5. #5
    and the hat of wrongness Salem's Avatar
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    > can you give a simple program example that create the error?
    No, because such behaviour is undefined, which means there's no telling what might actually happen.

    Leaving the \n off the printf() might cause something to happen.
    If you dance barefoot on the broken glass of undefined behaviour, you've got to expect the occasional cut.
    If at first you don't succeed, try writing your phone number on the exam paper.
    I support http://www.ukip.org/ as the first necessary step to a free Europe.

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    thank you MacGyver and Salem.

    And I do manage to get a error :-D
    like this
    *** stack smahing detected ***: ./test terminated
    Aborted (core dumped)
    what I have done is setbuf(stdin,10) in main and use atexit to register a function call to get a very long input string when the program exit. Oh it even fail if I enter a short input string.
    Last edited by taisao; 05-28-2007 at 10:50 AM.

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    I have another question :-)

    after modify some "settings" with the file pointer stdin, like setting buffersize (and what more you could do with it ...). Is there a way to change it back like when the OS have given the program at the start of the program?

  8. #8
    Woof, woof! zacs7's Avatar
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    Quote Originally Posted by taisao View Post
    I have another question :-)

    after modify some "settings" with the file pointer stdin, like setting buffersize (and what more you could do with it ...). Is there a way to change it back like when the OS have given the program at the start of the program?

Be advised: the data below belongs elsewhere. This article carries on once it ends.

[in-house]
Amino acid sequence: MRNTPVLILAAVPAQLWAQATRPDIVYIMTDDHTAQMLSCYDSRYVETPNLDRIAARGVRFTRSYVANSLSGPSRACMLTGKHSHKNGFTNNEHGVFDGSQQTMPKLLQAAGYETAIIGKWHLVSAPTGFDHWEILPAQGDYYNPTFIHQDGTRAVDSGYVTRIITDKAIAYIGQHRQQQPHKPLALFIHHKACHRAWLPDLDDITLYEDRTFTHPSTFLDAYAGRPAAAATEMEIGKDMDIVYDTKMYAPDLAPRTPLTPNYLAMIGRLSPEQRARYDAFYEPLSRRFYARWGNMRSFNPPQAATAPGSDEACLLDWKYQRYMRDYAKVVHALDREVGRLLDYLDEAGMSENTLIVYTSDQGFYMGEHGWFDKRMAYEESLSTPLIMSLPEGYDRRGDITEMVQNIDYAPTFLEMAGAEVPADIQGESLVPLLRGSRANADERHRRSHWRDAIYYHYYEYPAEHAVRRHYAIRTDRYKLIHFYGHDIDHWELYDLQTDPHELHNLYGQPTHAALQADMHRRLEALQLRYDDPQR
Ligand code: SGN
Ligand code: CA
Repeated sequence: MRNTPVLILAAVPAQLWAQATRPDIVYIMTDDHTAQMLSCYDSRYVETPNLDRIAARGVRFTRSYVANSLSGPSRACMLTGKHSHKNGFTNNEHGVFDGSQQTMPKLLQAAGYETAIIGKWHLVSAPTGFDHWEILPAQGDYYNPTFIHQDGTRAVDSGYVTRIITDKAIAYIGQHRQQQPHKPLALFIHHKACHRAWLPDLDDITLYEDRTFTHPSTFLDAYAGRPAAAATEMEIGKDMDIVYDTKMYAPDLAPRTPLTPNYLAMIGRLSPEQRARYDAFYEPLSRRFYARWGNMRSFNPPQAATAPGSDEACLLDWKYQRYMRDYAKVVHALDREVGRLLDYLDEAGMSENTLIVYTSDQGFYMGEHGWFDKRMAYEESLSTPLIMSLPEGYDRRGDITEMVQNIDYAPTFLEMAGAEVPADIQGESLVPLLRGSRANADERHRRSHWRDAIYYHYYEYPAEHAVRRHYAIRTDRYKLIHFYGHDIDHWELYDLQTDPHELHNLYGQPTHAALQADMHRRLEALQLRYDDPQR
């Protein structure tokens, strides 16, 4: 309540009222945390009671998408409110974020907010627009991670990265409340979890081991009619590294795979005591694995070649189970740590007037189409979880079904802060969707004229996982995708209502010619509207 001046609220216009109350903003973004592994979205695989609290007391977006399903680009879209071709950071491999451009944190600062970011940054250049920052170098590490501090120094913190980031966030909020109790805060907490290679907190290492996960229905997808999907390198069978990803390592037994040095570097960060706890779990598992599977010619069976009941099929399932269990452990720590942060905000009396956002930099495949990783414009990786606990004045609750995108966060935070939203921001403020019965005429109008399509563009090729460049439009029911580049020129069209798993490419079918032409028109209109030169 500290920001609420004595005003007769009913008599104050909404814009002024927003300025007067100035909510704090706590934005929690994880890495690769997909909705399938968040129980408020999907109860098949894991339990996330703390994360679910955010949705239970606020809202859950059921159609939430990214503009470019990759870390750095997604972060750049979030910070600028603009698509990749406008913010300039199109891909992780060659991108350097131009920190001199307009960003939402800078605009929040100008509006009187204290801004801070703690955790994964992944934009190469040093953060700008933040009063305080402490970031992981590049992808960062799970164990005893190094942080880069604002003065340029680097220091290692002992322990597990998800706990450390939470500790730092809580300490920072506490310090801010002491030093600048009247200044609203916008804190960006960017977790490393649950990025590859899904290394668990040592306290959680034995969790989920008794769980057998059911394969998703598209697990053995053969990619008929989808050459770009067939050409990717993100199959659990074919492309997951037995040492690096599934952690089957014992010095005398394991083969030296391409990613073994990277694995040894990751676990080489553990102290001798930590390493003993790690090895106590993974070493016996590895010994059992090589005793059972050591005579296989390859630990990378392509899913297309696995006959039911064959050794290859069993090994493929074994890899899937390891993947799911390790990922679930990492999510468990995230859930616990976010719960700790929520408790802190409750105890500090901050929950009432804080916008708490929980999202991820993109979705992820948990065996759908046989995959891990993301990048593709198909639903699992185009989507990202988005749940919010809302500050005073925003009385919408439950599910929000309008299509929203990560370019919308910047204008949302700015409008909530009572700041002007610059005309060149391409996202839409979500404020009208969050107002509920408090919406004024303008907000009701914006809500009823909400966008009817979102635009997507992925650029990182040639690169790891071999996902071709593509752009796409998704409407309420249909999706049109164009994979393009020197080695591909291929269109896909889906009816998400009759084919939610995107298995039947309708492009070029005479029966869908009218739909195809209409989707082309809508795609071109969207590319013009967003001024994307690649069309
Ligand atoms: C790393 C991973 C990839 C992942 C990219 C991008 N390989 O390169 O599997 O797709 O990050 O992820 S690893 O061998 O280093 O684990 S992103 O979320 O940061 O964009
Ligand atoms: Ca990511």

What!?!?

    Um yes... Just get and store the defaults before you change them, then set them back when you want to use the defaults...?

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    (is my question difficult to understand or so? (well, I'm not good with English))


    but after setvbuf for stdin, the old buffer of stdin should already be freed right? Or is the buffer for stdin a global static "object" like stdin is a global file pointer?

  10. #10
    and the hat of wrongness Salem's Avatar
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    > Or is the buffer for stdin a global static "object" like stdin is a global file pointer?
    There isn't enough information to decide how the implementation chose to allocate the first buffer.

    As for what size the original buffer was, it's likely to have been BUFSIZ in size (a constant in stdio.h).
    If you dance barefoot on the broken glass of undefined behaviour, you've got to expect the occasional cut.
    If at first you don't succeed, try writing your phone number on the exam paper.
    I support http://www.ukip.org/ as the first necessary step to a free Europe.